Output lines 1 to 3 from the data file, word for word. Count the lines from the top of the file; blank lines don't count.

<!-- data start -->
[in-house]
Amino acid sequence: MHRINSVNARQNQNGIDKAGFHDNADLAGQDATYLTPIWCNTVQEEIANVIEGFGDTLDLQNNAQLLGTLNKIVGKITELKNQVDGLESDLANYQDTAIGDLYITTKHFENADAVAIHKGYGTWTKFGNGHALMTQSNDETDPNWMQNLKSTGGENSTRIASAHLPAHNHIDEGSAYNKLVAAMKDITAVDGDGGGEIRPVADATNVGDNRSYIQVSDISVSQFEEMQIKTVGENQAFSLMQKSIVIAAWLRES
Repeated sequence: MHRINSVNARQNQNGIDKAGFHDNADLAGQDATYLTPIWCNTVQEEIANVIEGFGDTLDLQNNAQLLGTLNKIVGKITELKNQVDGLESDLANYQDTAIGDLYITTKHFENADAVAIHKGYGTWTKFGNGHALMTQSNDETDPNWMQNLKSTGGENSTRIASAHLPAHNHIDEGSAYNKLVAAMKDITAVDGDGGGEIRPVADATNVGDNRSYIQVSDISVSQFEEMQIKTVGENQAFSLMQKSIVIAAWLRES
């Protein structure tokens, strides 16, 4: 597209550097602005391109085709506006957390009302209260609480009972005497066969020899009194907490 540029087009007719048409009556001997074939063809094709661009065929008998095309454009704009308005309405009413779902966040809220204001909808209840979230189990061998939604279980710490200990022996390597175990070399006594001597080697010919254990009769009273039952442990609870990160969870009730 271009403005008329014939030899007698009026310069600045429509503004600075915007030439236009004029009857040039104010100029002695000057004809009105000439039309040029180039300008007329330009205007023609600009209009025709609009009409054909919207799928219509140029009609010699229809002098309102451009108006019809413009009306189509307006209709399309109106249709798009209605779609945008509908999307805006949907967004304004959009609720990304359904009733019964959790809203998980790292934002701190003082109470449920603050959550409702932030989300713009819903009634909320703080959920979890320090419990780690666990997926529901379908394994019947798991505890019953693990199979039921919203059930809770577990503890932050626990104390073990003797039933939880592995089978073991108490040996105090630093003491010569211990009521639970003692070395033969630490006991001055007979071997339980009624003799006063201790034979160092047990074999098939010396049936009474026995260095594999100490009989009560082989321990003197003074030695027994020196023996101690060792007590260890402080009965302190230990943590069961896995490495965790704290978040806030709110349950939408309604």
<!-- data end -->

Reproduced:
[in-house]
Amino acid sequence: MHRINSVNARQNQNGIDKAGFHDNADLAGQDATYLTPIWCNTVQEEIANVIEGFGDTLDLQNNAQLLGTLNKIVGKITELKNQVDGLESDLANYQDTAIGDLYITTKHFENADAVAIHKGYGTWTKFGNGHALMTQSNDETDPNWMQNLKSTGGENSTRIASAHLPAHNHIDEGSAYNKLVAAMKDITAVDGDGGGEIRPVADATNVGDNRSYIQVSDISVSQFEEMQIKTVGENQAFSLMQKSIVIAAWLRES
Repeated sequence: MHRINSVNARQNQNGIDKAGFHDNADLAGQDATYLTPIWCNTVQEEIANVIEGFGDTLDLQNNAQLLGTLNKIVGKITELKNQVDGLESDLANYQDTAIGDLYITTKHFENADAVAIHKGYGTWTKFGNGHALMTQSNDETDPNWMQNLKSTGGENSTRIASAHLPAHNHIDEGSAYNKLVAAMKDITAVDGDGGGEIRPVADATNVGDNRSYIQVSDISVSQFEEMQIKTVGENQAFSLMQKSIVIAAWLRES